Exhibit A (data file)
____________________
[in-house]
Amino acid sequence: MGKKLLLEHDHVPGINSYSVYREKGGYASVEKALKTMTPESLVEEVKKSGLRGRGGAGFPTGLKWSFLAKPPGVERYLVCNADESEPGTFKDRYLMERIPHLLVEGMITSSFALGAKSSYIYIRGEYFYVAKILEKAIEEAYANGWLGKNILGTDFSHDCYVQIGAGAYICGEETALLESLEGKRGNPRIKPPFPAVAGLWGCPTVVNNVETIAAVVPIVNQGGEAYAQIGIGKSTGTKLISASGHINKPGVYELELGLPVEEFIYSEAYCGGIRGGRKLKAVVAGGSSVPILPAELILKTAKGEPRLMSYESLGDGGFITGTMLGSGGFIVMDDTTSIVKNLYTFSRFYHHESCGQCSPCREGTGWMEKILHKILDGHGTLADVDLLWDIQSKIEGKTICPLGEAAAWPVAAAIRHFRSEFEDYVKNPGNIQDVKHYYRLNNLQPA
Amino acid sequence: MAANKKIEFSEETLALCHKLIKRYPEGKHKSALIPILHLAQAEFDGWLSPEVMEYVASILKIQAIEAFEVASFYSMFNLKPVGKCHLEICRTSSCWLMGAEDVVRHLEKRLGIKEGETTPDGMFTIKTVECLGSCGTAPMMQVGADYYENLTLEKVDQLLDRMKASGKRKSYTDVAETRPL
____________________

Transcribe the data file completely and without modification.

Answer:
[in-house]
Amino acid sequence: MGKKLLLEHDHVPGINSYSVYREKGGYASVEKALKTMTPESLVEEVKKSGLRGRGGAGFPTGLKWSFLAKPPGVERYLVCNADESEPGTFKDRYLMERIPHLLVEGMITSSFALGAKSSYIYIRGEYFYVAKILEKAIEEAYANGWLGKNILGTDFSHDCYVQIGAGAYICGEETALLESLEGKRGNPRIKPPFPAVAGLWGCPTVVNNVETIAAVVPIVNQGGEAYAQIGIGKSTGTKLISASGHINKPGVYELELGLPVEEFIYSEAYCGGIRGGRKLKAVVAGGSSVPILPAELILKTAKGEPRLMSYESLGDGGFITGTMLGSGGFIVMDDTTSIVKNLYTFSRFYHHESCGQCSPCREGTGWMEKILHKILDGHGTLADVDLLWDIQSKIEGKTICPLGEAAAWPVAAAIRHFRSEFEDYVKNPGNIQDVKHYYRLNNLQPA
Amino acid sequence: MAANKKIEFSEETLALCHKLIKRYPEGKHKSALIPILHLAQAEFDGWLSPEVMEYVASILKIQAIEAFEVASFYSMFNLKPVGKCHLEICRTSSCWLMGAEDVVRHLEKRLGIKEGETTPDGMFTIKTVECLGSCGTAPMMQVGADYYENLTLEKVDQLLDRMKASGKRKSYTDVAETRPL